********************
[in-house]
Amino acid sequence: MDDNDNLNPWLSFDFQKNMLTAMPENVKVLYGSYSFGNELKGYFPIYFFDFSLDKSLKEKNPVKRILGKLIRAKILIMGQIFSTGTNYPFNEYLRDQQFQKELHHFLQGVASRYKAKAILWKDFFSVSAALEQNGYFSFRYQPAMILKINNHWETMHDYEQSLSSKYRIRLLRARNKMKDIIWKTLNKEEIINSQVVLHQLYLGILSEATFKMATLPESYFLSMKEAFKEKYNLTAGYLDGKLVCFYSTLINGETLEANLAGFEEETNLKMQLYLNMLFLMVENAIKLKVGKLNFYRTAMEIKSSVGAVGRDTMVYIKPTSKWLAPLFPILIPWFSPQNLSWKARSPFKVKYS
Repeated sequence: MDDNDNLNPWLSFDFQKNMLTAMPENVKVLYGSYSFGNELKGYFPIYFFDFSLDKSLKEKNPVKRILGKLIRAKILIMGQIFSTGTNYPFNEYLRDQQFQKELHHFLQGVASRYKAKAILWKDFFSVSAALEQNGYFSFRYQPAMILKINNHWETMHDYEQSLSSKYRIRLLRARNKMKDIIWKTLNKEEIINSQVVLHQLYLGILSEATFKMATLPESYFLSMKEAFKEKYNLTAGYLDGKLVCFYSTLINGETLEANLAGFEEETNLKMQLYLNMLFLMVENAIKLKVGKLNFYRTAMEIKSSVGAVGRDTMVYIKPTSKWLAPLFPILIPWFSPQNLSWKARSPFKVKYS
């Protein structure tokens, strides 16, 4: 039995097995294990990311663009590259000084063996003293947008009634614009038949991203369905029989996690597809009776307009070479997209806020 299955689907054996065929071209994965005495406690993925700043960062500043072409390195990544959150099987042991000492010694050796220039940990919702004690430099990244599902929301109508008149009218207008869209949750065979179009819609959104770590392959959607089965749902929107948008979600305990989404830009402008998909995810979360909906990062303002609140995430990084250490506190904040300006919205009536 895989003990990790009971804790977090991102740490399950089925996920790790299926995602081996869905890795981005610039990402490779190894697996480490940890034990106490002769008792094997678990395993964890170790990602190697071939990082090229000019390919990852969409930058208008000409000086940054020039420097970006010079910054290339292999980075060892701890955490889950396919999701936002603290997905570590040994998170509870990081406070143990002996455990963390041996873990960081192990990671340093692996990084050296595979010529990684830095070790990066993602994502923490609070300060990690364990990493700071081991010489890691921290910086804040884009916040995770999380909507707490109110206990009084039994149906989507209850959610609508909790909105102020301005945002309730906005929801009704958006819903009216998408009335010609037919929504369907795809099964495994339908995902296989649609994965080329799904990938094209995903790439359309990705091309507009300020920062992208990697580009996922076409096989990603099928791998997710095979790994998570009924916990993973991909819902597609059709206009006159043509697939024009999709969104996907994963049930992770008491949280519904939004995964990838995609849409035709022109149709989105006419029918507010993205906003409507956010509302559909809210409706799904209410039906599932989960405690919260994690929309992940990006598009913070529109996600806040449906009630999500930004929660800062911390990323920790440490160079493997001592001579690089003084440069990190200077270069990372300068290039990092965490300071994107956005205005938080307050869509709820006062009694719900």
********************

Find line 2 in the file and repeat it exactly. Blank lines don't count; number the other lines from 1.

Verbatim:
Amino acid sequence: MDDNDNLNPWLSFDFQKNMLTAMPENVKVLYGSYSFGNELKGYFPIYFFDFSLDKSLKEKNPVKRILGKLIRAKILIMGQIFSTGTNYPFNEYLRDQQFQKELHHFLQGVASRYKAKAILWKDFFSVSAALEQNGYFSFRYQPAMILKINNHWETMHDYEQSLSSKYRIRLLRARNKMKDIIWKTLNKEEIINSQVVLHQLYLGILSEATFKMATLPESYFLSMKEAFKEKYNLTAGYLDGKLVCFYSTLINGETLEANLAGFEEETNLKMQLYLNMLFLMVENAIKLKVGKLNFYRTAMEIKSSVGAVGRDTMVYIKPTSKWLAPLFPILIPWFSPQNLSWKARSPFKVKYS